How the Commonwealth Contribution to WW1 Helped Shape Modern, Multicultural Britain

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The remembrance period has just past, and over the last week, staff at FMO have been out on our annual practice of commemoration by attending a ceremony in Staffordshire to remember the contribution of Commonwealth soldiers to the war effort organised by the British Organisation for People of Asian Origin (BOPA). It was my pleasure to deputise on behalf of the HM Lord Lieutenant for Leicestershire.

I also had the honour of attending a service to commemorate the end of the Great War at our local Cathedral here in Leicester.

Every year, we are humbled by the moving reminders of the selflessness of so many millions of men and women. But with 2018 marking a century since the end of WW1, this year feels especially poignant.

Over two million soldiers served in the armies of the former nations of the British Empire. This extraordinary display of solidarity saw 15,000 West Indian, 620,000 Canadian, 410,000 New Zealand, 367,000 Africans and 1.5 million Indian and modern-day Pakistani combatants and labourers answer the British government’s calls for assistance.

The impact of the commonwealth contribution to WW1 is sometimes underestimated, despite its decisive influencer in the allies’ eventual victory. Those men who defended Britain were drawn from many diverse religious groups including Muslims, Christians, Sikhs, Hindu’s and Jews.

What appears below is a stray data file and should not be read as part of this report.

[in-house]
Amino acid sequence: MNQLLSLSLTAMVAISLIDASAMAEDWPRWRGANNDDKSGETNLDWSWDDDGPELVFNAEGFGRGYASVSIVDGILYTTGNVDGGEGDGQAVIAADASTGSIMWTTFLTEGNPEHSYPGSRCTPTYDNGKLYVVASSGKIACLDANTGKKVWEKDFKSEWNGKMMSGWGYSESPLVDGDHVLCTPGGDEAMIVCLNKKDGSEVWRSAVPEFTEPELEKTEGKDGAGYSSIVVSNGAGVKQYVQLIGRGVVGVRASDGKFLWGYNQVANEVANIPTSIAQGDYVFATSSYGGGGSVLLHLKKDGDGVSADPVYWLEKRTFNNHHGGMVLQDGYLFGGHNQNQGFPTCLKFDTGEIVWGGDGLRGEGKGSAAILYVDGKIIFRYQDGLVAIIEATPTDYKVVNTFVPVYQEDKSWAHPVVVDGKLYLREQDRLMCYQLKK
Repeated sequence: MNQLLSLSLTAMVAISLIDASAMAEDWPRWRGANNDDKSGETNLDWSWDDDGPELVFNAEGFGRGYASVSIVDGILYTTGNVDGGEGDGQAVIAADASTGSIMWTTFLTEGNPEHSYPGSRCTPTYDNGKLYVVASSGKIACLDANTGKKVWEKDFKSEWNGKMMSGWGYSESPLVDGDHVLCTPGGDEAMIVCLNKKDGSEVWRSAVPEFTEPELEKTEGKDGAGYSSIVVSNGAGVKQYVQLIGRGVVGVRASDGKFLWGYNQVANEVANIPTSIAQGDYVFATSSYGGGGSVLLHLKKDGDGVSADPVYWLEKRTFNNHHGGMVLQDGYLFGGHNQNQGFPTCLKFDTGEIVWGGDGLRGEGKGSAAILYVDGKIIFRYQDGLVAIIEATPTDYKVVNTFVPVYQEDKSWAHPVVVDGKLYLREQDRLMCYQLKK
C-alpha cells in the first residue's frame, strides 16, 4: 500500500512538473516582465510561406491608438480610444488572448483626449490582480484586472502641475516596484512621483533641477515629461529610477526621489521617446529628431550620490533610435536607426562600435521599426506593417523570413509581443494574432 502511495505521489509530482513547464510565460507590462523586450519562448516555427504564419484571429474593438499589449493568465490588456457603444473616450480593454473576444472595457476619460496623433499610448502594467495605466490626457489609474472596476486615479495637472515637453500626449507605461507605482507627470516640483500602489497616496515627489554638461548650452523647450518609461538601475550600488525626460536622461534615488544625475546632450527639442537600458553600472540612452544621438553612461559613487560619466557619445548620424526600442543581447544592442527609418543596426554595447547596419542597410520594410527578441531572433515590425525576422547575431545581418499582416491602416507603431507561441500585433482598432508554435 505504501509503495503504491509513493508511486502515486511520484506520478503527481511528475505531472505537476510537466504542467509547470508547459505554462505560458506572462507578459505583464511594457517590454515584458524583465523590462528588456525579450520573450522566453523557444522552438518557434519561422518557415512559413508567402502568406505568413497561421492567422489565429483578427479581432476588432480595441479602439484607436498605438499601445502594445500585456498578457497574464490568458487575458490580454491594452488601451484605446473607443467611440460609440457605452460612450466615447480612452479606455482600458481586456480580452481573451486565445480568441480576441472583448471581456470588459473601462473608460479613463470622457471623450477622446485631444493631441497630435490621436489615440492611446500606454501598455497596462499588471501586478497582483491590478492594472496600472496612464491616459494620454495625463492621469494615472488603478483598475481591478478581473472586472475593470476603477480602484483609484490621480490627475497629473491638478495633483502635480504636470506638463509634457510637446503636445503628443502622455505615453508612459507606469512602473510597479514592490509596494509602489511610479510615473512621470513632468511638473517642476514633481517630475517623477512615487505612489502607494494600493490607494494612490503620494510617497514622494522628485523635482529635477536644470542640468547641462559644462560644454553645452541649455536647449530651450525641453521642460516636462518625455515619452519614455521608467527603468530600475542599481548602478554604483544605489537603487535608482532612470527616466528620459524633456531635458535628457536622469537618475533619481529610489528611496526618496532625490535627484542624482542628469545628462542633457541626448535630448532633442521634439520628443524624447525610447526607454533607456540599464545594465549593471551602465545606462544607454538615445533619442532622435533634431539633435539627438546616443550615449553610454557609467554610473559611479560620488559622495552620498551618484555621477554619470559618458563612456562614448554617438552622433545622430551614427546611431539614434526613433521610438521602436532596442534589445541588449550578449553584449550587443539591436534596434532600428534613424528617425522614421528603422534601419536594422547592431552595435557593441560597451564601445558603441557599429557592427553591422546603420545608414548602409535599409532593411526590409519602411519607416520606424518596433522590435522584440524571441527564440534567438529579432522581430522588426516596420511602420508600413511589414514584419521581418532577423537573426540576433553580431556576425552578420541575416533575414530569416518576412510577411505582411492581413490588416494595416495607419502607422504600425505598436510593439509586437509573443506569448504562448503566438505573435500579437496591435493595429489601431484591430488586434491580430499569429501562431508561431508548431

These staggering numbers are also worth examining for what they tell us about our modern, multi ethnic Britain. The diasporic effect of the war led soldiers from all over the commonwealth to a new life on Britain’s shores; they came to enjoy a shared future with those comrades with whom they had shared their struggle.

Our vital, diverse society is a product of this history.

That’s why it has been so cheering to see efforts marking the Commonwealth contribution grow over the past four years of the WW1 centenary. Though it has always been acknowledged within Armed Forces’ services, communities are now taking the initiative to publicly acknowledge WW1 forces as a patchwork of nationalities, ethnicities, faiths and languages.

By engaging with this shared history, we are helping to extol a powerful narrative; one which has the power to unite us in challenging times.

Take grassroots movements like the Forgotten Heroes 1419 Foundation (FH1419), for example. FH1419 have led a seven-year project to uncover the unknown stories of the Muslim serving personnel. Delving into military, diplomatic and private archives, including diaries and letters, they assembled more than 850,000 documents from across 19 counties and seven languages; including French, English, Farsi, Urdu, Russian, German and Arabic, as well as hundreds of images.

Now they’re on a mission to take their findings on tour, in view of improving young Britons’ knowledge of the diverse demographics of WW1 and helping future generations to better understand their bonds with the Muslim communities living among them.

To witness the commonwealth wreath being lain, to picture the diverse array of now departed faces in the silent moments of remembrance week’s ceremonies, was to see our heritage represented; more than that, embraced. We sincerely hope that we can use this national moment to highlight history’s immense power as a counter narrative to intolerance.

Let the British children of commonwealth descent know their ancestor’s sacrifice for this nation. Let the bonds of camaraderie between them and their British army counterparts inspire us to closer cooperation.  Let us use the freedom they fought for to promote the values – openness, inclusivity, acceptance – that make Britain great.

Suleman Nagdi

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